You may have heard me speak or write about imagining your mind as “Your Psychological “Operating System” with cognitive “programs” that guide how you think about yourself, get along with others, and perform at work and at home.
And, to improve our operating system, we must deal with “Overcoming Your Psychological “Code Debt” – the buildup of old mental programs, patches and “work-arounds” in our thoughts and actions that get us through our days but might no longer be optimally effective or help us meet our true needs.
Code debt certainly affects individuals, but it also occurs in groups, teams, companies, and families.
If you are local, come check it out! It’s a new decade and no better time to get our inner programs in order. If you are at distance, contact me about how I might help you or your team with these ideas.
— Dr. Thomas J. Doherty
PDX Lunch & Learn: Rebooting your Personal Operating System for the New Year
Wed, January 8, 2020
11:30 AM – 1:00 PM PST
760 SW Ninth Ave., Suite 3000
Portland, OR 97205
In the computing world, “code debt” (and the related concept of technical debt) refers to a buildup of old programs, patches and “work-arounds” that may get us through our day-to-day work, but are no longer efficient or effective. Eventually we spend more time patching the old system than building the new, more effective one that we know we need.
On a personal level, most of us also harbor older “psychological programs” that are outdated, or even frankly dysfunctional. We must contend with “legacy” attitudes or behaviors that may have helped us to survive in past situations, but get in the way of our full and healthy functioning in the present day – a psychological code debt. Even healthy thought patterns from the past can become ineffectual when we move into a new phase of life or a new role or position. And of course, teams and organizations also exhibit collective “psychological operating systems” and can be impacted by “code debt.”
Join Technology Association of Oregon and Dr. Thomas Doherty of Sustainable Self for a Lunch & Learn on Wednesday, January 8th from 11:30 am – 1:00 pm at Stoel Rives as we assess if our psychological software is up-to-date and we are acting as our most mature and highly functioning self.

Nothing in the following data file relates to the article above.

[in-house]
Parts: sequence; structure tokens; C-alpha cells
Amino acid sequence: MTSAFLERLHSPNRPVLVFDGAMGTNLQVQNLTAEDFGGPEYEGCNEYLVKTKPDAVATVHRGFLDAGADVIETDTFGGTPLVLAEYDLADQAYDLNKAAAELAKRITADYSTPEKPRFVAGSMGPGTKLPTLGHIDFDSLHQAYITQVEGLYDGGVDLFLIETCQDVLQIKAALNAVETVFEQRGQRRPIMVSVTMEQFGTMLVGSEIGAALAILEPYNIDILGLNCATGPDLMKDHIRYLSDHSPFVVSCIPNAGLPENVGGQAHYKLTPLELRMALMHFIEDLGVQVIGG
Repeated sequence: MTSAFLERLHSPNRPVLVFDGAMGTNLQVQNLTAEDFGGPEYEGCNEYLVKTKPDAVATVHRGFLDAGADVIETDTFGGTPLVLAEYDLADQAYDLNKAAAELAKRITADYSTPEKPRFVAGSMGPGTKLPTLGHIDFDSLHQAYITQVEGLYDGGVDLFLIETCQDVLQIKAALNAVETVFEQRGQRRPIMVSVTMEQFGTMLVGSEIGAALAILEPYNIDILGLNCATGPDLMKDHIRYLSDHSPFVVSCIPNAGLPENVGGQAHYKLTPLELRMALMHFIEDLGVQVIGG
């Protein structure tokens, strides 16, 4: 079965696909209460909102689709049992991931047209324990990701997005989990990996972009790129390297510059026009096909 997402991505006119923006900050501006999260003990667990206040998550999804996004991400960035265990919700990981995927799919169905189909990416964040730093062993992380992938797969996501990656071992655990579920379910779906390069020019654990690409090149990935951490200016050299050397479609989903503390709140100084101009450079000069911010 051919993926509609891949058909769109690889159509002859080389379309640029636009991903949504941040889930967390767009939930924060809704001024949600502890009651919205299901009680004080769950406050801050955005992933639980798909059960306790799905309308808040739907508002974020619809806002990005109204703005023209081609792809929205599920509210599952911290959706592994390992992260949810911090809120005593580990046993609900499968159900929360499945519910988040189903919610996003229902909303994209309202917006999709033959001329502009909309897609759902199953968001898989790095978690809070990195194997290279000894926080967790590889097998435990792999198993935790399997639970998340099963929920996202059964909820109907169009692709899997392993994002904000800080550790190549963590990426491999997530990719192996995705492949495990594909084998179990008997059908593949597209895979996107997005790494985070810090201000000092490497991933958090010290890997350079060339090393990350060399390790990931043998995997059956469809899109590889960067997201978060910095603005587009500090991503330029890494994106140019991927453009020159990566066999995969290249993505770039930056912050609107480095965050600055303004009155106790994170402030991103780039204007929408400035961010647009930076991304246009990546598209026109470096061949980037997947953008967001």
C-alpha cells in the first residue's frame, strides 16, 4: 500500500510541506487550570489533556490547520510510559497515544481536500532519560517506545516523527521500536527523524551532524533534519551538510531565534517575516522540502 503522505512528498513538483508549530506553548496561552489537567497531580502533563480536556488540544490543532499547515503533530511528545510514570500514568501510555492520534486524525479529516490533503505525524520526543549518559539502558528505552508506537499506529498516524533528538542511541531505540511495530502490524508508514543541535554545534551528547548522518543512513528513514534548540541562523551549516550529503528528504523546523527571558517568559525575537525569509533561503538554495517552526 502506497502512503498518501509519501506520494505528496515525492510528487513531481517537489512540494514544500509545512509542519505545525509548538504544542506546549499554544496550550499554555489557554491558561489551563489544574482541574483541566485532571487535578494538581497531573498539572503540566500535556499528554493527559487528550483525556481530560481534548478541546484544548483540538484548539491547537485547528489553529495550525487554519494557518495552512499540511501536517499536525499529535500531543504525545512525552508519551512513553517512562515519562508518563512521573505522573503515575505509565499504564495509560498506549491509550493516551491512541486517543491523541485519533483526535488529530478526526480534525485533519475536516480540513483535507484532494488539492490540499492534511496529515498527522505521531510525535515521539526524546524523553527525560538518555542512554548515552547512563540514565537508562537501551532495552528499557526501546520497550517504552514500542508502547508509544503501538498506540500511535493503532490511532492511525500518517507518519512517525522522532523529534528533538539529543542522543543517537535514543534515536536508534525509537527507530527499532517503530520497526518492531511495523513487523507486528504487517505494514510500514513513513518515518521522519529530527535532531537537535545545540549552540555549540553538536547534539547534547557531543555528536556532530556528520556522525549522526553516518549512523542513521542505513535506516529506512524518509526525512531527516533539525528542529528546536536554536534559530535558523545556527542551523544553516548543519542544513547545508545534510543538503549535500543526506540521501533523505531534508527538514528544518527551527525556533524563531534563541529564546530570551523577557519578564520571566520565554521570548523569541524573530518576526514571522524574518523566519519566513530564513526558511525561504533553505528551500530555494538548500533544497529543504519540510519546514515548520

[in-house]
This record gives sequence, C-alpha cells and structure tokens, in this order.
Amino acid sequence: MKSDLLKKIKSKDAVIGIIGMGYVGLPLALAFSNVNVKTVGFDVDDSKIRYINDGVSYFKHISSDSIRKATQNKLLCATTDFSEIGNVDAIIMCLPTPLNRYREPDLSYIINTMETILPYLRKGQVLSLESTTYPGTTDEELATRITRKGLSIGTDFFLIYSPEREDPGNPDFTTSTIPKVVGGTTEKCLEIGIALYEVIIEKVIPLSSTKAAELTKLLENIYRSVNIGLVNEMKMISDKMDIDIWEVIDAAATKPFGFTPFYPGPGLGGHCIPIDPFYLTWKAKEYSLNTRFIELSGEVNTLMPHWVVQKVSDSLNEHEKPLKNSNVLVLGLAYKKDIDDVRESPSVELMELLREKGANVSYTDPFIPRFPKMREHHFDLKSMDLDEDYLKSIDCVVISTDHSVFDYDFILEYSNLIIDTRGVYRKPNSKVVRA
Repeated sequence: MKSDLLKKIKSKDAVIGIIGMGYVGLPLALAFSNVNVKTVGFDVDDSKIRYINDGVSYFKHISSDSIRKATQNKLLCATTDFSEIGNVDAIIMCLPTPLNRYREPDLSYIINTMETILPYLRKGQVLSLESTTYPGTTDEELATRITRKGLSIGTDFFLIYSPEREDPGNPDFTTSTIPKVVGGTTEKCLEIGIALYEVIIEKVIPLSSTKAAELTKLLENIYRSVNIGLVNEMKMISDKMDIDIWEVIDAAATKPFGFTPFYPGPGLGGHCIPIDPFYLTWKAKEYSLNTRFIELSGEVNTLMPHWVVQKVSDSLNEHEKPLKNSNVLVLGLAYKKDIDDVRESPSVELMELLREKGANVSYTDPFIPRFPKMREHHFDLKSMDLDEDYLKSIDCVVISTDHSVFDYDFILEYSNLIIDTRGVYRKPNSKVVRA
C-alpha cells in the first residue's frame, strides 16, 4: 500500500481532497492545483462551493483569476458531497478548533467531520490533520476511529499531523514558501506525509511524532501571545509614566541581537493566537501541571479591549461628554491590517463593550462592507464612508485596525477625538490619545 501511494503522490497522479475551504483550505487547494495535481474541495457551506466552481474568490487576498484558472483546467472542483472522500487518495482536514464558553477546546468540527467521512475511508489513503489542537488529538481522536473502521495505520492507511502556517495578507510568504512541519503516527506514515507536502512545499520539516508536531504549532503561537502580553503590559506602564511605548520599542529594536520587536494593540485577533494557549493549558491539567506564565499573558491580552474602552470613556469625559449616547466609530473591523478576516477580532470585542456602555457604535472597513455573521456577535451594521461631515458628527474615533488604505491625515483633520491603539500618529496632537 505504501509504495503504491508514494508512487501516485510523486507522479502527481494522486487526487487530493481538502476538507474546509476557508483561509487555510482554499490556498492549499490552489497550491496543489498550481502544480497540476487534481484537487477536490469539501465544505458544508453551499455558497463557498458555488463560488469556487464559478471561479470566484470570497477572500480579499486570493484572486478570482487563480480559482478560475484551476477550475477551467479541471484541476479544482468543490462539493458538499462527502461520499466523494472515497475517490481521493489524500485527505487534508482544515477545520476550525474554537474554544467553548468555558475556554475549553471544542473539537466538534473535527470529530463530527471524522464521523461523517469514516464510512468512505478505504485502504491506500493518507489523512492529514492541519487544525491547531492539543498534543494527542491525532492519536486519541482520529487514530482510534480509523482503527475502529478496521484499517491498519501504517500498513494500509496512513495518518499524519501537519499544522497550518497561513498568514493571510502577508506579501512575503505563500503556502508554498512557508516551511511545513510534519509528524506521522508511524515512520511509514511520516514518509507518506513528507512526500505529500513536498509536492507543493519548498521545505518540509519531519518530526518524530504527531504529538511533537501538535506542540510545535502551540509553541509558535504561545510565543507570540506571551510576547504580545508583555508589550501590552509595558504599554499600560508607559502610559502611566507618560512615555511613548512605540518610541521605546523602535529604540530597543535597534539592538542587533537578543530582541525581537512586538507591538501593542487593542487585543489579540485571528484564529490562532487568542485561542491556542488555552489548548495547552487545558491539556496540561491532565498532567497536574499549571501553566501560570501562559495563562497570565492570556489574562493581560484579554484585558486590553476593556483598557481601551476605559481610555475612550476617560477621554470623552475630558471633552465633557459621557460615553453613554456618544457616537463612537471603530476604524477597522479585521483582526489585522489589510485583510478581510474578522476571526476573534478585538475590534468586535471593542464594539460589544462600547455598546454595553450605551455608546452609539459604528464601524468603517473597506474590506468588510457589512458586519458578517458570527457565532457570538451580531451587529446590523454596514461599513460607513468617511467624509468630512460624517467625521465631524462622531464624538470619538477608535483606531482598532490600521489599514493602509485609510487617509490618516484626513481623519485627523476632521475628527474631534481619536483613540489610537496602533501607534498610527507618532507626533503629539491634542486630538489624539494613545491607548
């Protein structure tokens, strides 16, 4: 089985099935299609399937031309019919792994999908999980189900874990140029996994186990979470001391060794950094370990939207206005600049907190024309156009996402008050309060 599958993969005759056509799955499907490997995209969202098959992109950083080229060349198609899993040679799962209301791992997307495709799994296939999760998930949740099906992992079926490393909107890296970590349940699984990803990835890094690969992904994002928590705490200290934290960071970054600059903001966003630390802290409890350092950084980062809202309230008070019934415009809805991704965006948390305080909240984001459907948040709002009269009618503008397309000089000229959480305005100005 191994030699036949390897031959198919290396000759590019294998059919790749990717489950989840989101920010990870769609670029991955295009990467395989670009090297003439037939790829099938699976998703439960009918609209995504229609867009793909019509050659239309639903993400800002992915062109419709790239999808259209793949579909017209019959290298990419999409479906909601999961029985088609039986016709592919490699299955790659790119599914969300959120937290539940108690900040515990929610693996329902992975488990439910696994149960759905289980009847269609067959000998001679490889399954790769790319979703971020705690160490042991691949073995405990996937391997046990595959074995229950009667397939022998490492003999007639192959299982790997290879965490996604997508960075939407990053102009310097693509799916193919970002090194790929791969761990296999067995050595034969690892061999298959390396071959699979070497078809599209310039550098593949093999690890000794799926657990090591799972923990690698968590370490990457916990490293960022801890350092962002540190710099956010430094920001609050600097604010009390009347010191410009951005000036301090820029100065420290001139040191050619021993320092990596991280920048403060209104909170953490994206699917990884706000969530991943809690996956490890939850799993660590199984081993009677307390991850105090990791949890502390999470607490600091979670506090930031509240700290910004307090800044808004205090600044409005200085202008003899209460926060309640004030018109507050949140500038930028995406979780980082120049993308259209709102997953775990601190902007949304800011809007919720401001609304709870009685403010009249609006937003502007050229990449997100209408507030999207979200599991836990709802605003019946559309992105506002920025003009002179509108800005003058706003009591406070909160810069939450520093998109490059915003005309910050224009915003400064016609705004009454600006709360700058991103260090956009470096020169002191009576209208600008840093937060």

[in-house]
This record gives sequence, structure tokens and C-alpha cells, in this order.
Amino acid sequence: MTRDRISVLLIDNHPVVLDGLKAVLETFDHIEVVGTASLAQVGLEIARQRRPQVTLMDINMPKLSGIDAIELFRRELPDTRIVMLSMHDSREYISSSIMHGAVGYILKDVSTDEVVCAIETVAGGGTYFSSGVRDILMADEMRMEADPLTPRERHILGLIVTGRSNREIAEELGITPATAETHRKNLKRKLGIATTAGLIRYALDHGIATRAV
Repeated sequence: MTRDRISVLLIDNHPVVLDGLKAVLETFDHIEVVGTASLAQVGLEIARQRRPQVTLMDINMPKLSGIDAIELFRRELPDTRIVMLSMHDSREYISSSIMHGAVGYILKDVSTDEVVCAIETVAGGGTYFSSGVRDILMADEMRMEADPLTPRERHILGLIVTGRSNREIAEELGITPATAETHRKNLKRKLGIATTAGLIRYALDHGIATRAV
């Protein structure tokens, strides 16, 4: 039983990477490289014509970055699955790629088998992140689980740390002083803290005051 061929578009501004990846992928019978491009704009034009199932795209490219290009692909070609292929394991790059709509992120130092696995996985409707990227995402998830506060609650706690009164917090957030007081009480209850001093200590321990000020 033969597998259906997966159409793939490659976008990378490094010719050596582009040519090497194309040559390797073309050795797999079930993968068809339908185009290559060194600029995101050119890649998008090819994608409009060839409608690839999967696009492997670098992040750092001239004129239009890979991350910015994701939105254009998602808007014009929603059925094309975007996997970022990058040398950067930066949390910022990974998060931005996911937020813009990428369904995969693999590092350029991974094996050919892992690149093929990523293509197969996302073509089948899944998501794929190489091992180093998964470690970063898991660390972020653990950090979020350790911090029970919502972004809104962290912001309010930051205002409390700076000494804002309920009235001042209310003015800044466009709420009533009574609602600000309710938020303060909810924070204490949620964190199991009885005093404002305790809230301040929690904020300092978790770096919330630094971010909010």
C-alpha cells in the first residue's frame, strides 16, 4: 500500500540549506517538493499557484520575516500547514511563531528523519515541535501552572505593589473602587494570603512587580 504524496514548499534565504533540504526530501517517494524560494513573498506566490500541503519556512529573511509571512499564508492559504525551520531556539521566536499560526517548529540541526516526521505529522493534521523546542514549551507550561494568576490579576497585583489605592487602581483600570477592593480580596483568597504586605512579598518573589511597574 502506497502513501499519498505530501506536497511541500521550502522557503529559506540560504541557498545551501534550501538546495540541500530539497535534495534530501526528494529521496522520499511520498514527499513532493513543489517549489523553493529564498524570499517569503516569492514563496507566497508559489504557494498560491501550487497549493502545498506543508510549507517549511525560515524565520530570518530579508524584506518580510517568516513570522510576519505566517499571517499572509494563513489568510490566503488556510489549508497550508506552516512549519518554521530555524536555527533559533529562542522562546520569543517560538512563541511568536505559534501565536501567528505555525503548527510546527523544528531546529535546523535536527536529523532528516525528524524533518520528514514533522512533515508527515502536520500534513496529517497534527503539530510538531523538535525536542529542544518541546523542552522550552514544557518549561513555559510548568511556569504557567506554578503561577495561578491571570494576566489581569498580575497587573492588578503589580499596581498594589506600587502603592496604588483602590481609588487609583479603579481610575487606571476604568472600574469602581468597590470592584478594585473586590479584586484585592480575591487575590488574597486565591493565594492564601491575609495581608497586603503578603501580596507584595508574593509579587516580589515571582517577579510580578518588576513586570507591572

Dr. Thomas Doherty will share insights he has developed through working with professionals in the tech sector, including computing analogies to help workers get a handle on their thought processes and better understand why they act the way they do, especially in personal and professional relationships. He will discuss ways to think of our mind or psyche as having an overarching “operating system” with cognitive “programs” that guide how we think about ourselves, assess threats and opportunities, and perform in various settings. He will also share techniques to overcome psychological “code debt”—outmoded belief systems about your identity or ability that may have made sense years ago but hold you back now.
Attendees will learn how to recognize old systems and programs—earlier ways of being and relating—and understand how they might still influence behaviors. The concepts of psychological operating systems and code debt provide a framework for technology professionals and teams to improve their performance by identifying outmoded assumptions and behavior patterns and rediscovering their core strengths and values.
Dr. Thomas Doherty
Psychologist & Founder
An award-winning psychologist who provides counseling and coaching to technology professionals, Dr. Thomas Doherty draws on his experience in health care and his academic research on well-being and environmental sustainability. He coordinates the Thriving Communities initiative within the Global Cities Team Challenge that seeks to foster well-being, beneficial connections with nature, vibrant arts and culture, and equity and shared prosperity in smart and connected cities. Dr. Doherty is a fellow of the American Psychological Association and a past president of the Society for Environmental, Population and Conservation Psychology. He has multiple publications and his paper “The Psychological Impacts of Global Climate Change” has been cited over 400 times. He has provided workshops and trainings for the organizations such as the Technology Association of Oregon, the Port of Portland, the California Department of Health, the US National Park Service, the New Zealand Department of Conservation.
Who Should Attend
This Lunch & Learn is geared toward a range of technology professionals seeking insight, personal growth and performance improvement. The activities will support new year’s goal setting and adjustment to new roles and positions. The concepts may be particularly helpful for managers, trainers, and human resources professionals.